Previous investigations identified velvet bentgrass (Agrostis canina L.) as having higher drought resistance among bentgrass species. This study was designed to determine whether species variation in drought resistance for colonial bentgrass (A. capillaris L.), creeping bentgrass (A. stolonifera L.), and velvet bentgrass was associated with differences in antioxidant enzyme levels in response to drought. Plants of ‘Tiger II’ colonial bentgrass, ‘L-93’ creeping bentgrass, and ‘Greenwich’ velvet bentgrass were maintained in a growth chamber under two watering treatments: 1) well-watered control and 2) irrigation completely withheld for 28 d (drought stress). Prolonged drought stress caused oxidative damage in all three bentgrass species as exhibited by a general decline in antioxidant enzyme activities and an increase in lipid peroxidation. Compared among the three species, velvet bentgrass maintained antioxidant enzyme activities for a greater duration of drought treatment compared with both colonial bentgrass and creeping bentgrass. Higher antioxidant enzyme capacity for velvet bentgrass was associated with less lipid peroxidation and higher turf quality, leaf relative water content, and photochemical efficiency for a greater duration of stress compared with colonial bentgrass and creeping bentgrass. These results suggest that bentgrass resistance to drought stress could be associated with higher oxidative scavenging ability, especially for velvet bentgrass.
Abscisic acid (ABA) and cytokinins are two groups of plant hormones that play important roles in regulating plant responses to decreases in soil water availability. The primary objective for this study was to determine whether species variability in drought survival and recovery for colonial bentgrass (Agrostis capillaris L.), creeping bentgrass (A. stolonifera L.), and velvet bentgrass (A. canina L.) were related to changes in ABA and cytokinin content. Plants of ‘Tiger II’ colonial bentgrass, ‘L-93’ creeping bentgrass, and ‘Greenwich’ velvet bentgrass were subjected to two soil moisture treatments: 1) well-watered controls, irrigated three times per week; and 2) drought, irrigation completely withheld for 16 days. For recovery, previously drought-stressed plants were rewatered and irrigated three times per week to evaluate the recovery potential for each species. Drought stress resulted in significant declines in turf quality (TQ), shoot extension rates, canopy net photosynthetic rate (Pn), daily evapotranspiration rate (ET), and cytokinin content, and significant increases in ABA content for all three bentgrass species. Velvet bentgrass exhibited less severe drought injury, as exhibited by higher TQ, Pn, and daily ET rate compared with colonial bentgrass and creeping bentgrass. Velvet bentgrass also had significantly less ABA accumulation, which could allow for continued gas exchange and sustained plant survival during drought stress compared with colonial bentgrass and creeping bentgrass. Upon rewatering after drought stress, colonial bentgrass exhibited more rapid recovery in turfgrass growth and water use compared with creeping bentgrass and velvet bentgrass. The higher recuperative ability of colonial bentgrass could be associated with its more rapid decline in ABA content and increases in cytokinin content compared with creeping bentgrass and velvet bentgrass.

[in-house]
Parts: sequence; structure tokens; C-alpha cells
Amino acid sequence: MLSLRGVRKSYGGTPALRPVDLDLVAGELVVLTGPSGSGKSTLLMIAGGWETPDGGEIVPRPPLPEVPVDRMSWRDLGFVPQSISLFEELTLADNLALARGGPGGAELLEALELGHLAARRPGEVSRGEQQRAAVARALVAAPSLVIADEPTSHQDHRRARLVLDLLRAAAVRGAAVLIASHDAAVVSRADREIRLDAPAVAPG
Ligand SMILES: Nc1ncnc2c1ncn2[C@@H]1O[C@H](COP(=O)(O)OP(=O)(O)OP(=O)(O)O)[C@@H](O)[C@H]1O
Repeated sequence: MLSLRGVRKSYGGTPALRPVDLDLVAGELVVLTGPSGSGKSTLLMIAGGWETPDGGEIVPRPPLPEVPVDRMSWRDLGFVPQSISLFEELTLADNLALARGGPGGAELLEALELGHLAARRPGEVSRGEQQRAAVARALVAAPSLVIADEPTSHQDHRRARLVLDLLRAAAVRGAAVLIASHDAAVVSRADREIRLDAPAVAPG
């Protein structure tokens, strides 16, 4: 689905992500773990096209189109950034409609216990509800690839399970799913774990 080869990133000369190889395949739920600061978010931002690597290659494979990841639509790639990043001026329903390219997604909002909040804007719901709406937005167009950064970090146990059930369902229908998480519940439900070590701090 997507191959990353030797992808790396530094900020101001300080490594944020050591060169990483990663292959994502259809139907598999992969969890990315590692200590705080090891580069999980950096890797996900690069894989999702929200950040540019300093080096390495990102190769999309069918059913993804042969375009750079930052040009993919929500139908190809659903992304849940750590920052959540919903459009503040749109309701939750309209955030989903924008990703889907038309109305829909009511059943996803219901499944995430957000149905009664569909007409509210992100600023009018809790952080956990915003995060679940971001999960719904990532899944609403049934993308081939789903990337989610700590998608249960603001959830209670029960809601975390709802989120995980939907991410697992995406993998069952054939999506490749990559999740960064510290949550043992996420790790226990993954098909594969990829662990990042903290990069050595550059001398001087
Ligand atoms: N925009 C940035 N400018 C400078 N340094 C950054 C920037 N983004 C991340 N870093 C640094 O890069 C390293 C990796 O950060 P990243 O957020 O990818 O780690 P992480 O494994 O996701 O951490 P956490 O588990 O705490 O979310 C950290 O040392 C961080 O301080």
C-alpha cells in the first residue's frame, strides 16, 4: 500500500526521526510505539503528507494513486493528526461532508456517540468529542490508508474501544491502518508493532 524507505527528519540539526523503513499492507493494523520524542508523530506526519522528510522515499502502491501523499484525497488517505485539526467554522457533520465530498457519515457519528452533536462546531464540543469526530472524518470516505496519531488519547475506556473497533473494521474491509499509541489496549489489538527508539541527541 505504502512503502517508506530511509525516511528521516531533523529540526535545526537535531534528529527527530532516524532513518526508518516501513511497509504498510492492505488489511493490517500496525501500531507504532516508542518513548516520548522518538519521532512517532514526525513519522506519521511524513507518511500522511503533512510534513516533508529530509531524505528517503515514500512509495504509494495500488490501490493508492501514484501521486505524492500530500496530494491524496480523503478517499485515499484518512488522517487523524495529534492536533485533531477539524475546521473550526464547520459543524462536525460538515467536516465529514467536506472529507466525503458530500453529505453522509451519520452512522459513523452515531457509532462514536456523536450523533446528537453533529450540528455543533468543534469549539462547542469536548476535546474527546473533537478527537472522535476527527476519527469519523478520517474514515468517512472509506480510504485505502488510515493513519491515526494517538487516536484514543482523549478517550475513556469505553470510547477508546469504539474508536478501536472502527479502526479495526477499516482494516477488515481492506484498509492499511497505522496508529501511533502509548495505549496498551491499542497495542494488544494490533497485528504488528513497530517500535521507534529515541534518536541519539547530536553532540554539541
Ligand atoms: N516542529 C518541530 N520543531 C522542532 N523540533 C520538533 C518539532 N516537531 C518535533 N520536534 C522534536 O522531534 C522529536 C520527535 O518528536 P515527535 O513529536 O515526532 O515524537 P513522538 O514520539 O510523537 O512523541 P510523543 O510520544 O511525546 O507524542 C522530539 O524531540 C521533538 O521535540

Reestablishment of damaged golf greens and fairways planted to creeping bentgrass (Agrostis stolonifera), colonial bentgrass (A. capillaris), and velvet bentgrass (A. canina) is a common practice following winter injuries. Identifying bentgrass species (Agrostis sp.) and cultivars with the potential to establish under low soil temperatures would be beneficial to achieving more mature stands earlier in the spring. Twelve bentgrass cultivars, including seven cultivars of creeping bentgrass (007, 13-M, Declaration, L-93, Memorial, Penncross, and T-1), two colonial bentgrass cultivars (Capri and Tiger II), and three velvet bentgrass cultivars (Greenwich, SR-7200, and Villa), along with ‘Barbeta’ perennial ryegrass (Lolium perenne) were evaluated for grass cover in the field during early spring. Bentgrass species and cultivars were seeded in the field at the same seed count per unit area. Soil temperatures were monitored in unseeded check plots from initial planting date on 8 Apr. to termination on 29 May 2013. Soil temperatures increased linearly during the 52-day experimental period from 4.7 to 23.5 °C. All species and cultivars emerged at ≈10 °C soil temperature. Bentgrass species and cultivars varied only 2 to 3 days in their initial seedling emergence, while days varied among bentgrasses from 5.5 days (to 10% cover) to 8.6 days (to 90% cover). All velvet bentgrass cultivars required higher soil temperatures (13.6 °C) and more time (26 days) following initial seedling emergence to establish to 90% cover in the early spring. Creeping bentgrass cultivars 007, 13-M, and Memorial, along with colonial bentgrass cultivars Capri and Tiger II, were statistically equal to ‘Barbeta’ perennial ryegrass in their capacity after seedling emergence to achieve faster cover at lower soil temperatures. Heavier (larger) bentgrass seed was associated with faster cover during the early stages of establishment, but seed size was uncorrelated with establishment during later stages from 50% to 90% cover.